The Reality of the Digital Divide

Photo by Ian Britton via

I was at a party a couple of weeks ago where we started discussing how much information has gone digital and the number of things these days that have to be done online. I mentioned my concerns, based on library patrons I help, about the number of people who are being left behind as all things digital become the norm. My companion’s response surprised me: Oh, so you actually see those people we keep hearing about?

Actually, in some ways that response scares me. My friend is politically active and involved in social issues. But this statement sounded a bit like she had half expected that the reality was somehow exaggerated. It worries me that those of us who live firmly in the Digital World can’t imagine that there really are people who are excluded from that world by their circumstances. I can attest that they exist and they live within 60 miles of our nation’s capital. Here are a couple of examples.

Just last Saturday, I helped a young boy who needed to do a project on an animal. He wanted to do it on cheetahs. For many of us, if this was our child, we would sit them down at the computer and do an Internet search. If we’re a bit information savvy, we might try online databases or encyclopedias available through our library’s website. Our kids would print out pretty pictures on our color printers to decorate their poster. They would probably use a word processing program to print out headlines and text. This little boy’s mother borrowed three books from the library. Then they signed up to use a library computer to access a database we have just for kids. They printed out pictures on our low quality black and white printer. They do not have Internet access at home. The project was due on Monday. If, in the process of finishing it, the boy needed something more on Sunday, they were out of luck. The library is closed on Sunday because there’s just not enough money to keep it open all of the hours that people need it.This boy’s mother is doing her best to ensure he gets a good education. But I wonder how much of a disadvantage he will be at because he is on the wrong side of the Digital Divide.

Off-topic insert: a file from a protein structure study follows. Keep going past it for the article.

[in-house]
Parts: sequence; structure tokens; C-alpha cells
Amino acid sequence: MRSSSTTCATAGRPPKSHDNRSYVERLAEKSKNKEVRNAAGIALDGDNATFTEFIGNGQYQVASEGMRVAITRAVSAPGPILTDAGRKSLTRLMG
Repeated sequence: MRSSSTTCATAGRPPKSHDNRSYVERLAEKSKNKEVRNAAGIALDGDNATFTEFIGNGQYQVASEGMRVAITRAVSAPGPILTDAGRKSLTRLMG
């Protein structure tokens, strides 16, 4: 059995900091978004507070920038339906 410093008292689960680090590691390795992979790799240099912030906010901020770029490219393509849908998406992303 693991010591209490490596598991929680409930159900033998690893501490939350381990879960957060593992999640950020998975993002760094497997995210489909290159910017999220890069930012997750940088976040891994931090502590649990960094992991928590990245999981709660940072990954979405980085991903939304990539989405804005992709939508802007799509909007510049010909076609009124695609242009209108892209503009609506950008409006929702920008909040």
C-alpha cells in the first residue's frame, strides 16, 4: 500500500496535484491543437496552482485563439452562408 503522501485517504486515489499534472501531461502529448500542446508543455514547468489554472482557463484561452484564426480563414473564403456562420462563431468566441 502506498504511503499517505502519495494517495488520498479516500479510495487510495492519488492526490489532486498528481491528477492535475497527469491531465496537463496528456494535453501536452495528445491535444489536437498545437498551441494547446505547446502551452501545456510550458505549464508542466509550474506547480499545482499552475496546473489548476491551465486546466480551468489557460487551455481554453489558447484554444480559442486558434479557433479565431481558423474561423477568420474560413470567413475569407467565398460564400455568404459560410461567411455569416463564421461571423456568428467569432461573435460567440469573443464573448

The Digital Divide isn’t just about home Internet access. I helped a gentleman with his resume yesterday. He was about my age, maybe a little older. What he had of his resume had been done on a typewriter, except for a page of new information that was hand-written. He had never used a Word Processing program. He had no idea how to format things or even to print out what he typed. This was a capable, hard-working person who had never had the need to use a computer. What happens to people like that who need a job, but have never learned the skills to be able to fill out online applications or submit resumes via email? Who is going to help them learn the skills they need? In this case, the library was the solution. But if I had been busier, I wouldn’t have been able to spend that kind of time with him.

Libraries are a logical place to try to bridge the Digital Divide. But as libraries are torn, trying to serve those who want all of the newest digital services as well as those in danger of being left behind – all while fighting dwindling budgets. What’s the answer? I honestly don’t know. But if the Digital World comes to believe that the Digital Divide is mythical or an exaggeration, we will have created a permanent under class that has virtually no hope of succeeding in the modern world.

About booksnquilts

I'm the Children's Services Coordinator for the Jefferson-Madison Regional Library in Central Virginia.
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